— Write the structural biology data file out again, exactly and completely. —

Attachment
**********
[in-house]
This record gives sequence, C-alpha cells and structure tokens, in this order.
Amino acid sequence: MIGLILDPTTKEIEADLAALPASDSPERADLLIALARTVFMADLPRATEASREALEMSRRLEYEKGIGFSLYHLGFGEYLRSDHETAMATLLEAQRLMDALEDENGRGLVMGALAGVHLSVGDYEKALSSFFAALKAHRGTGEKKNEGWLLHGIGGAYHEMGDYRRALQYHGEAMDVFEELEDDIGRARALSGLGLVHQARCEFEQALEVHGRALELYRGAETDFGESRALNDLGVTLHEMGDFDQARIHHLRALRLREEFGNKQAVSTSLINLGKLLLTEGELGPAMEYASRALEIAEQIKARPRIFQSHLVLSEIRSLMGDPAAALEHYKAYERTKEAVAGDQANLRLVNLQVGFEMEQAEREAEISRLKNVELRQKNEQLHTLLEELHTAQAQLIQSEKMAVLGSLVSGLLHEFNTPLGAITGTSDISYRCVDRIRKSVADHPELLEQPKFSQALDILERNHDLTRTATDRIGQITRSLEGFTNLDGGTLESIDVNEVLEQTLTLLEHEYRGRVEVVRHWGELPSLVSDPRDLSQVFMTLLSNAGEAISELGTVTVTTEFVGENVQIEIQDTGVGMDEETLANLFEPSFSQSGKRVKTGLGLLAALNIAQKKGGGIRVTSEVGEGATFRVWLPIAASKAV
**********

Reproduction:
[in-house]
This record gives sequence, C-alpha cells and structure tokens, in this order.
Amino acid sequence: MIGLILDPTTKEIEADLAALPASDSPERADLLIALARTVFMADLPRATEASREALEMSRRLEYEKGIGFSLYHLGFGEYLRSDHETAMATLLEAQRLMDALEDENGRGLVMGALAGVHLSVGDYEKALSSFFAALKAHRGTGEKKNEGWLLHGIGGAYHEMGDYRRALQYHGEAMDVFEELEDDIGRARALSGLGLVHQARCEFEQALEVHGRALELYRGAETDFGESRALNDLGVTLHEMGDFDQARIHHLRALRLREEFGNKQAVSTSLINLGKLLLTEGELGPAMEYASRALEIAEQIKARPRIFQSHLVLSEIRSLMGDPAAALEHYKAYERTKEAVAGDQANLRLVNLQVGFEMEQAEREAEISRLKNVELRQKNEQLHTLLEELHTAQAQLIQSEKMAVLGSLVSGLLHEFNTPLGAITGTSDISYRCVDRIRKSVADHPELLEQPKFSQALDILERNHDLTRTATDRIGQITRSLEGFTNLDGGTLESIDVNEVLEQTLTLLEHEYRGRVEVVRHWGELPSLVSDPRDLSQVFMTLLSNAGEAISELGTVTVTTEFVGENVQIEIQDTGVGMDEETLANLFEPSFSQSGKRVKTGLGLLAALNIAQKKGGGIRVTSEVGEGATFRVWLPIAASKAV